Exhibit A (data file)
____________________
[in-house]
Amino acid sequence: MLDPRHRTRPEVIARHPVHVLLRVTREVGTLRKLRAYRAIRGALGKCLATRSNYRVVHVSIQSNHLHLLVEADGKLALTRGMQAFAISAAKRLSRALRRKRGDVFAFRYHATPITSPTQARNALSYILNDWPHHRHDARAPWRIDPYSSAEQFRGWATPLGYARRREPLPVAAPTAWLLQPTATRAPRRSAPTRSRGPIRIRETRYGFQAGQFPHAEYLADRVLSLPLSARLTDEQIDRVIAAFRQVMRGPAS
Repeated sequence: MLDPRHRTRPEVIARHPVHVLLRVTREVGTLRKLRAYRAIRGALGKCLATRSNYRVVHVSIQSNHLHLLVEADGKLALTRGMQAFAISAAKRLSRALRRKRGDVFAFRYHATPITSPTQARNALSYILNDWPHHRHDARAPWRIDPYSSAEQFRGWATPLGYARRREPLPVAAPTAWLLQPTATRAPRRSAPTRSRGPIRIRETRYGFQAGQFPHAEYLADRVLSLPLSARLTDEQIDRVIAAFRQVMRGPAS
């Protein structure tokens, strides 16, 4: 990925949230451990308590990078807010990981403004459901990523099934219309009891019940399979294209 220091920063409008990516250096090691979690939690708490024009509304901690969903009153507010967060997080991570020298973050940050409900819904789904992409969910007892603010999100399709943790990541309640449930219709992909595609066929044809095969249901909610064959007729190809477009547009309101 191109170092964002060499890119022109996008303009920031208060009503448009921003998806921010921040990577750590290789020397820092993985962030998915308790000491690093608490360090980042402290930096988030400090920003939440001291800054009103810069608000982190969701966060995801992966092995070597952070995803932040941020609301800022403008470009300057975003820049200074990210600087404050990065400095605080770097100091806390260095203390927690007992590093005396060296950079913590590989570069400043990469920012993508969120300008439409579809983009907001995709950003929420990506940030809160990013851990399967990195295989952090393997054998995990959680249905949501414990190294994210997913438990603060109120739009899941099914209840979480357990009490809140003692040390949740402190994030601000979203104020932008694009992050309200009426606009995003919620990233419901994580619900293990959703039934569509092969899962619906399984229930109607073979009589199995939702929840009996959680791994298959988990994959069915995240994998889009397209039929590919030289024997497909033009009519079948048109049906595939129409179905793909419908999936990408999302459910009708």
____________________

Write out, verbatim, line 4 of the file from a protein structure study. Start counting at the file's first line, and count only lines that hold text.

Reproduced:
């Protein structure tokens, strides 16, 4: 990925949230451990308590990078807010990981403004459901990523099934219309009891019940399979294209 220091920063409008990516250096090691979690939690708490024009509304901690969903009153507010967060997080991570020298973050940050409900819904789904992409969910007892603010999100399709943790990541309640449930219709992909595609066929044809095969249901909610064959007729190809477009547009309101 191109170092964002060499890119022109996008303009920031208060009503448009921003998806921010921040990577750590290789020397820092993985962030998915308790000491690093608490360090980042402290930096988030400090920003939440001291800054009103810069608000982190969701966060995801992966092995070597952070995803932040941020609301800022403008470009300057975003820049200074990210600087404050990065400095605080770097100091806390260095203390927690007992590093005396060296950079913590590989570069400043990469920012993508969120300008439409579809983009907001995709950003929420990506940030809160990013851990399967990195295989952090393997054998995990959680249905949501414990190294994210997913438990603060109120739009899941099914209840979480357990009490809140003692040390949740402190994030601000979203104020932008694009992050309200009426606009995003919620990233419901994580619900293990959703039934569509092969899962619906399984229930109607073979009589199995939702929840009996959680791994298959988990994959069915995240994998889009397209039929590919030289024997497909033009009519079948048109049906595939129409179905793909419908999936990408999302459910009708």